|Patriot Run in memory of fallen Navy SEAL; participants sought |
|Posted: Thursday, September 29, 2011 9:11 pm |
By CHRIS MENEES
Navy SEAL Aaron Vaughn
It’s a good reason to run.
The West Tennessee Patriot Run — in memory of fallen Navy SEAL Aaron Vaughn — will kick off in Kenton next month as a fund raiser for the Wounded Warrior Project.
The Oct. 15 event will feature guest runner P.J. Kellogg, a retired U.S. Marine who will be running 35 miles from Kenton to the Three Way community near Jackson in Vaughn’s memory.
Vaughn, a 30-year-old Obion County native, was one of 30 U.S. servicemen — including 17 elite Navy SEALs — who died early Aug. 6 when a rocket-propelled grenade fired by a Taliban insurgent downed their helicopter en route to a combat mission in Afghanistan.
He was the son of Karen (Rodenberger) and Billy Vaughn Jr. of Stuart, Fla., formerly of Obion County, and the grandson of Geneva and Billy Vaughn Sr. of Union City and Evelyn Rodenberger of Knoxville and the late Frank Rodenberger, who formerly made their home in Woodland Mills.
In 2010, Kellogg ran 50 miles from Newbern to Jackson in memory of U.S. Army Sgt. Israel “Izzy” O’Bryan, who died June 11, 2010, in Iraq when a suicide attacker detonated an explosives-rigged car. O’Bryan graduated from Dyer County High School in Newbern and attended the University of Tennessee at Martin.
Last year’s run — in which Kellogg ran 50 miles in 11 hours and was joined at points along the route by other runners — raised money for the college fund of O’Bryan’s 1-year-old son. The effort was featured in a documentary, “50 for Izzy.”
This year, organizers of the West Tennessee Patriot Run want to make the effort more of a community event and are urging local residents to be involved in a pre-run prayer vigil and a 5K run/walk, as well as Kellogg’s actual long-distance run and a post-run celebration.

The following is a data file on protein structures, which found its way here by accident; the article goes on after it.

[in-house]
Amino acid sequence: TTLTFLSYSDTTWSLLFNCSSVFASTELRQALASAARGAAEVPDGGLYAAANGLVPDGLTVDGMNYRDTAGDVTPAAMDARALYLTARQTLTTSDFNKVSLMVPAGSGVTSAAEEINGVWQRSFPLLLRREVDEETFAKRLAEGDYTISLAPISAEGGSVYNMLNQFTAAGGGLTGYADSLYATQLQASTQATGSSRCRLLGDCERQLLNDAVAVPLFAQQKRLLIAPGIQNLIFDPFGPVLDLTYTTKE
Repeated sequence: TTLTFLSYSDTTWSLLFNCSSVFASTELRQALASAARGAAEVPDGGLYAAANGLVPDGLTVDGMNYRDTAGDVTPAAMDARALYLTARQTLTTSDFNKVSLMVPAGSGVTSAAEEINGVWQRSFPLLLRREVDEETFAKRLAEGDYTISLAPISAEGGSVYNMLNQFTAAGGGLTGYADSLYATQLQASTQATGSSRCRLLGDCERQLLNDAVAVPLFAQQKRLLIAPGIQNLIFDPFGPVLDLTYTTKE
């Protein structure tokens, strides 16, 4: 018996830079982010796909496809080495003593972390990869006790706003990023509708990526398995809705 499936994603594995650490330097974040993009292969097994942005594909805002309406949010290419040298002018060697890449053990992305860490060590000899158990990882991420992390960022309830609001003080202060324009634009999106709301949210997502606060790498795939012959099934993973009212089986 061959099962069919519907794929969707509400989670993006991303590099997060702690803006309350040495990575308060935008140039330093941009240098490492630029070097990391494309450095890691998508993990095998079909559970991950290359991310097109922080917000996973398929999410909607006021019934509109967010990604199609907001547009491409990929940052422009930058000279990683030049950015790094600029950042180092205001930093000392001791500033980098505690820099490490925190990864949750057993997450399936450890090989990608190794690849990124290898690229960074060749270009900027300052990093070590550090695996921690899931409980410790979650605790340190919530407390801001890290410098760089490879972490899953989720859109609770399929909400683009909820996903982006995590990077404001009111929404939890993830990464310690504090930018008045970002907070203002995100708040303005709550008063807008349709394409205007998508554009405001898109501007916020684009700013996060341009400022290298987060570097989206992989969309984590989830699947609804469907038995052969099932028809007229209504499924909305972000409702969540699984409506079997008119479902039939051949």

“We decided that, al-though P.J. ran the race last year for Izzy and he started this event this year, we want o make it instead of P.J. running, it’s West Tennessee running. That way, we could get the most people involved,” said Jennie Keel of Jackson, one of the organizers.
In addition to honoring Vaughn’s memory and raising money for the Wounded Warrior Project, organizers want the West Tennessee Patriot Run to show support for troops who are currently deployed in service for their nation. She noted the National Guard units in both Union City and Trenton are deployed.
“It’s about the memory of those who are gone, but also definitely showing the other families that we’re here in support of them. That’s why we made it the West Tennessee Patriot Run — so that we could get all of the community involved,” she said.
The West Tennessee Patriot Run on Oct. 15 will officially kick off in Kenton with a 5K (3.1 miles) run or walk. Kellogg and other long-distance runners will start off with the 5K participants but then continue down the highway on their 35-mile trek.
“We wanted to start with a 5K event in Kenton where the runners going the full distance will continue running,” Mrs. Keel said. “The 5K people will start with them, but will turn around and come back (at about the 1 1/2-mile point). The others will keep running the long distance.”
Mrs. Keel emphasized that the 5K does not have to be a race or even a run. She said participants can walk the entire 3.1 miles in memory of someone.
“It does not have to be a race. It can just be your own personal event,” she said, adding that organizers want as much community involvement as possible.
For everyone involved, the run/walk will begin at 7 a.m. at Kenton First Baptist Church, located at 204 South Poplar St.
Registration for the 5K is $20 by Oct. 10 and $25 after Oct. 10, with registration to begin at 6:30 a.m. on the run day. More information, an advance registration form and a map of the full run route are available by visiting West Tennessee Patriot Run on Facebook or by emailing email@example.com.